20. In the recent case of Haldia Refinery Canteen Employees Union, the issue related to the absorption and regularisation of the statutory canteen workers engaged by the contractor. The case set up by the Union representing the contract workers was that the contract workers working in the statutory canteen run by Indian Oil Corporation through the contractor in its factory at Haldia, District Midnapore, West Bengal were the employees of Indian Oil corporation. The learned Single Judge of Calcutta High Court issued writ of mandamus and ordered absorption and regularisation of the said workers. In appeal, the Division Bench set aside the judgment of the learned Single Judge and held that the workers were neither entitled to be absorbed nor regularised in the service of Indian Oil Corporation. The Supreme Court considered its previous judgments in the case of M.M.R. Khan, Parimal Chandra Raha, IPCL and held that the factors that persuaded the Supreme Court in IPCL to take the view that workmen in that case were employees of the management were missing in the present case. It was held that in view of the facts that had come on record, it was not possible to conclude that the contractor was nothing but an agent or manager of the Indian Oil Corporation working completely under the supervision and control of the management.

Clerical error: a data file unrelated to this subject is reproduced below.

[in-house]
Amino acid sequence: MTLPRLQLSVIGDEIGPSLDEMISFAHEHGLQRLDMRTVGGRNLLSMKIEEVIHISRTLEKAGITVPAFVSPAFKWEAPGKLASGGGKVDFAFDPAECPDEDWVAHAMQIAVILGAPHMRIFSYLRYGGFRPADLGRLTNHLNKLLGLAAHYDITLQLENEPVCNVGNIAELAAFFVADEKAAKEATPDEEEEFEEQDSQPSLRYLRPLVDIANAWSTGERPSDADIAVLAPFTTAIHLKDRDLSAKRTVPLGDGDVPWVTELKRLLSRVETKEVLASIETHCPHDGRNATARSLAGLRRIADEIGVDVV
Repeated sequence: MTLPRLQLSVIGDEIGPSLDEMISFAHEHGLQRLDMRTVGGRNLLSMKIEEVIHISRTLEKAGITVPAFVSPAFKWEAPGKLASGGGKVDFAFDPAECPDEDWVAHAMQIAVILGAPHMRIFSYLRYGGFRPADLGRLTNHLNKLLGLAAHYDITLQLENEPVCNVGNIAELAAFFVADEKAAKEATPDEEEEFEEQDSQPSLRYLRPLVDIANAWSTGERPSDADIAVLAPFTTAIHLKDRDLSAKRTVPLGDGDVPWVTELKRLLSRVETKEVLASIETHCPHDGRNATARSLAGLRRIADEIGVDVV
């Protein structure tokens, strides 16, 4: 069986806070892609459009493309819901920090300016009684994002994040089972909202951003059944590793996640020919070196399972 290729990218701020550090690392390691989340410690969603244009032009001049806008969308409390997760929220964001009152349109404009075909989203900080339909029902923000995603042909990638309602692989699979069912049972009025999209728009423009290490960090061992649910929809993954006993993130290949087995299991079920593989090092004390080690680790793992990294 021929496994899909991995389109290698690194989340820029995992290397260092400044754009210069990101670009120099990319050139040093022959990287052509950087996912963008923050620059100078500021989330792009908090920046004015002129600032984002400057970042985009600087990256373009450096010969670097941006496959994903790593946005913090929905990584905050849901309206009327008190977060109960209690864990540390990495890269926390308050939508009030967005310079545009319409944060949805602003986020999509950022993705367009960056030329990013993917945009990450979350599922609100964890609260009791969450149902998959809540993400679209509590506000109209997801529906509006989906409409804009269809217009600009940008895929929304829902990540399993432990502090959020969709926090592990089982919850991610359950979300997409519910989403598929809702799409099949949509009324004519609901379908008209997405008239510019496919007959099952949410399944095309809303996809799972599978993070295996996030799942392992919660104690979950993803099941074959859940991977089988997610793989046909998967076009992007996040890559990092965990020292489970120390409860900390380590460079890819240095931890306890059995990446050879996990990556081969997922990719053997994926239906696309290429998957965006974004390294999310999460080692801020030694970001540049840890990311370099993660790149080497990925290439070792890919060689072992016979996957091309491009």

21. What is pertinent to be noticed from the survey of the afore-referred decisions is that no decision of the Supreme Court lays down as a principle of law that the workers engaged by the contractors in the establishment of the canteen which is statutorily required to be maintained by the undertaking under Section 46 of the Factories Act, 1948 have a right of automatic absorption and regularisation in the service of the principal employer. This position was not even disputed by the learned Counsel for the Union. In M.M.R. Khan having held that the contract employees in the statutory canteens are railway servants, the Supreme Court went into the question whether the said employees were railway employees for all purposes and ultimately it was held that they were, purely on facts peculiar to them. One of the principles propounded by the Supreme Court in the case of Parimal Chandra Raha was that the canteens maintained under the obligatory provisions of Factories Act for the use of the employees become a part of the establishment and the workers employed in such canteens are employees of the management. Then on facts, the Supreme Court in Parimal Chandra Raha held that the canteen had become the part of the establishment of the LIC; the canteen committees, the cooperative society of the employees and the contractors engaged from time to time are in reality the agencies of LIC and are, only a veil between the LIC and the workers. Parimal Chandra Raha came to be explained by the Supreme Court in the Indian 'Petrochemicals Corporation Ltd. The Supreme Court noted that in Parimal Chandra Raha, it was not held that the deemed employment of the workers was for all purposes nor was it held that it is only for the purpose of Factories Act but read that judgment as holding that the deemed employment is only for the purpose of Factories Act. Having so held, the Supreme Court went into the facts. It was found that (i) the canteen was in existence since the inception of the factory; (ii) the workers were in employment for long years and continued in employment despite change of contractors; (iii) the wages of the canteen workers were being reimbursed by the management; (iv) the management had supervision and control through its authorised officer; (v) the contractor was nothing but an agent or manager of the Corporation and (vi) the workers having protection of continuous employment in the establishment. Considering these factors cumulatively and the fact that the canteen in the establishment of the management was statutory canteen, it was held that the workmen were, in fact, the workmen of the management. Before the Constitution Bench in Steel Authority of India Ltd., the provisions of CLRA Act come up for consideration and interpretation. ON thorough analysis of the statutory provisions and large number of decisions, the contract labours were classified in the three categories in paragraph 107. One of such categories classified by the Constitution Bench is where in discharge of a statutory obligation of maintaining canteen in an establishment the principal employer availed the services of a contractor. In this regard, it was observed that the Courts have held that the contract labour would be the employees of the principal employer. One of the arguments, as noted in paragraph 61 of the judgment, before the Constitution Bench, was that on abolition of contract labour, if the worker was not absorbed, the remedy of the abolition of the contract labour would be worse than the mischief sought to be remedied. VST Industries, IPCL and few other cases were relied upon to show that direction for absorption was given by the Court. Dealing with this aspect, the Constitution Bench in paragraph 104 observed that these cases relate to statutory canteen and stand on different footing and no principle of law can be adduced therefrom that once the contract labour system is abolished under Sub-section (1) of Section 10 of CRLA Act, the contract workers have to be absorbed as regular employees by the principal employer. Then in the two later decisions viz., National Thermal Power Corporation and Mishra Dhatu Nigam Ltd., the Supreme Court held that where in discharge of a statutory obligation in maintaining the canteen in an establishment, the principal employer availed the services of the contractor, the contract labour would be the employees of the principal employer. Haldia Refinery Canteen Employees Union is the latest decision of the Supreme Court cited before us. The Supreme Court held that the factors which may persuade the court to take the view that the workers were employees of the management were missing in that case; there was no power in the management to make the appointment nor the management could take disciplinary action against the erring workers. The management was found to be not reimbursing the wages of the workers. The supervision and control of the management was also not found. The Supreme Court, accordingly, affirmed the judgment of the Division Bench of the High Court negativing the claim of the workers. We do no better than reiterate what was said in the case of Workmen of Nilgiri Cooperative Marketing Society that no decision of the Supreme Court has laid down any hard and fast rule in determining the question whether the employees concerned are employees of the contractor or the principal employer. It is not possible as well; each case has to be answered having regard to the facts involved therein. Different tests have been applied in different cases having regard to the nature of the problem arising in the fact situation obtaining therein.